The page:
SCI's Daily Digest: your one-stop shop for all of the day's news in science based industry
In today's Daily Digest, the UK government has launched a consultation on banning wet wipes containing plastic, Member States vote on the European Commission's proposal to renew the use of glyphosate for ten years, and more.
BASF has said that it is the first company to produce metal organic frameworks (MOFs) on a commercial scale for use in carbon capture. This first project was completed for Canada's Svante Technologies Inc, a carbon capture and removal solutions provider.
Bayer has opened up a $250 million cell therapy manufacturing facility located in Berkeley, California, US. The facility will supply material for late stage clinical trials and potential commercial launch of BlackRock Therapeutics' investigational cell therapy currently under evaluation for treating Parkinson's Disease.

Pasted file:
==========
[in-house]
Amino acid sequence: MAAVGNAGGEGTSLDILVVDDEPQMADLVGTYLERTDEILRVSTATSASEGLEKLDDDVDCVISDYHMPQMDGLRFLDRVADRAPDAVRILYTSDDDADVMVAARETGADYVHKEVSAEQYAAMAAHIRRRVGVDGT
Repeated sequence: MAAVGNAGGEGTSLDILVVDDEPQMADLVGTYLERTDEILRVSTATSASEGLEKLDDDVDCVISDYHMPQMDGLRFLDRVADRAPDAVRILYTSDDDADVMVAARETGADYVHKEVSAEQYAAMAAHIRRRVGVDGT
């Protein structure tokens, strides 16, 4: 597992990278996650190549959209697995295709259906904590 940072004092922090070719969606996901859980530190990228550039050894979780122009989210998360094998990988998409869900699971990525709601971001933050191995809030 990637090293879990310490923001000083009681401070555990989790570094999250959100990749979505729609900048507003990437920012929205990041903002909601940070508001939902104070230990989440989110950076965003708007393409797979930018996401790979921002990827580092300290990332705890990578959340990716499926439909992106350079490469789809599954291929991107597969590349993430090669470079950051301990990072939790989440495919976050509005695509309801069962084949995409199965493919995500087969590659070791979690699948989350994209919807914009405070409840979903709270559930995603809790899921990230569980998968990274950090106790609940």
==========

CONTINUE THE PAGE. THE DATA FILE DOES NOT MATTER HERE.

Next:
The UK government has launched a consultation on banning wet wipes containing plastic. The proposed ban will tackle plastic pollution in marine environments and reduce microplastics entering waste water treatment plants.
The European Parliament's Environment Committee has adopted proposals to lower pollutant emissions and set battery durability requirements for all road vehicles. The adopted text includes stricter limits for exhaust emissions and reduced particle emissions for tyres and breaks.
The Biotechnology and Biological Research Council has released a report setting out the significant impacts of its investments in wheat research and innovation over the last decade.
Member States vote on the European Commission's proposal to renew the use of glyphosate for ten years. The required majority to adopt (or reject) the proposal was not reached. The proposal will now be submitted to the Appeals Committee. A decision on glyphosate renewal must be reached by 14th December.
BASF is to build a new fermentation plant for biological and biotechnology-based crop protection products in Germany. The facility will use microorganisms to convert renewable raw materials such as glucose into products such as fungicide and seed treatments. Completion is slated for 2025.